After all, if a country is not socialist, it does not mean that should consider it hostile, or that one cannot find a friend in it. Countries such as Vietnam, Cuba, Korea, Venezuela, continue to win the sympathy of Marxist-Leninists as small countries defying the great imperialist powers. Marxist-Leninist critiques of the revisionist and opportunistic mistakes of the leaders of these countries are part of the internationalist duty and are formulated with the aim of victorious resistance and the struggle of the peoples of the world against imperialism. Modern international conditions impose the issue of people's revolution and the construction of socialism as a matter not only of aspirations and debates, but also of problems that need to be solved.

"The strength of small nations lies in their fighting unity—for freedom, independence and socialism!"—Enver

In the end, it is well known that Marxist-Leninists rely on the contradictions and opposing interests of the imperialists themselves. Moreover, at specific moments in history, individual imperialist countries do not have to be considered hostile. The imperialist character of the First and the liberation character of the Second World War speak more about it. The victorious imperialist countries, which themselves were subjected to an aggressive policy of the recently defeated and growing imperialist, fascist forces, joined the world democratic anti-fascist front, gathered around the international communist movement and the USSR. On the other hand, given the blatant anti-communism of modern revisionism, no more developed democratic tendencies can be expected in its lap; it leaves its infamous mark on history and is still a fresh historical phenomenon, which connects with the contemporary, again complex image of the world. In conclusion, the inevitable scientific Marxist analysis of China as a country of monopolies, a revisionist-imperialist superpower—still does not mean an anti-Chinese position.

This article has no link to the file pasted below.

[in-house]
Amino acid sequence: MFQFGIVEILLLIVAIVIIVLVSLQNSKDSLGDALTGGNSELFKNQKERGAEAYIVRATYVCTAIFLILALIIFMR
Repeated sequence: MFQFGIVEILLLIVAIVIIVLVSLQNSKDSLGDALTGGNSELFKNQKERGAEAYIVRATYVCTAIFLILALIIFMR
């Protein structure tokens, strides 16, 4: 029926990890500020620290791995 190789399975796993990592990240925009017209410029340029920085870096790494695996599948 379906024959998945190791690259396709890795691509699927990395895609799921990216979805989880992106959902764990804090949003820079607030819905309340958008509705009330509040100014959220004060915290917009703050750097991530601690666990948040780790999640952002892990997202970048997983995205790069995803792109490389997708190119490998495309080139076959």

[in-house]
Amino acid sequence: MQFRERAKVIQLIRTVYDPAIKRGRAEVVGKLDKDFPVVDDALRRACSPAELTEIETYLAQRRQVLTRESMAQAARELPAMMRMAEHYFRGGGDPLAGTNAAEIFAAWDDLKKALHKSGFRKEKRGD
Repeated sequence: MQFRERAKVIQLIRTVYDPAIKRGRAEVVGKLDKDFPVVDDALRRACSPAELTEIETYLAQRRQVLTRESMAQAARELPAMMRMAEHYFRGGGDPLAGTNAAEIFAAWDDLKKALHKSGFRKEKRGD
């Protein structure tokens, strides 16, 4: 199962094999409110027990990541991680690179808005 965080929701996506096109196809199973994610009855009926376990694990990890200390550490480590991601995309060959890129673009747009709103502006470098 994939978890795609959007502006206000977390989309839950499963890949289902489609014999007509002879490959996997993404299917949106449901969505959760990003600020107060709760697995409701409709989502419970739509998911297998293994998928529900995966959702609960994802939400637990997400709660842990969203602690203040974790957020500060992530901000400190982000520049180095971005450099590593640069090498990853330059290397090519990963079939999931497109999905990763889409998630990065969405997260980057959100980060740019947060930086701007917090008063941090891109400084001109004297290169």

But what is important here is not to be a naive idolatrous fool who believes that China nurtures a policy of proletarian internationalism and support for revolutionary movements and peoples. Who has ever received such support from Chinese revisionists? The Vietnamese people well remember this, typically Chinese revisionist, calculating "support" that ended with a knife in the back. People still see this "support" in international relations, which has become an established part of the corrupt geopolitical game. Such support was not received even by those revisionists who opportunistically do not give up on it—despite constant public appearances and attempts at the doors of the Chinese embassy. The revisionists rely in vain on an agreement with imperialism, both domestically and internationally, because, as Enver would say: the bourgeoisie will use, but will never accept even false communists.

China exports capital that is the subject of its interest, not the proletarian revolution and the building of socialism. None of the capitalist countries, especially the young ones, on the rise, could overcome the accumulated contradictions of such a system, so China will not succeed either, no matter how enterprising its top capitalist management is in the form of a "communist" party. The current successes of the Chinese capitalist economy are only a prologue to the capitalist crisis, which is part of the general world crisis of capitalism.

These are topics of crucial importance, but idolaters and populists, as a rule, do not know how to argue. They are simple, helpless fanatics, who offer themselves to this or that powerful man. They are, in Lenin's words, "fighters under the flags of others."

[Source: Revolutionary Labour Union of Serbia]

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Vol. 53, No. 40, Apr 4 - 10, 2021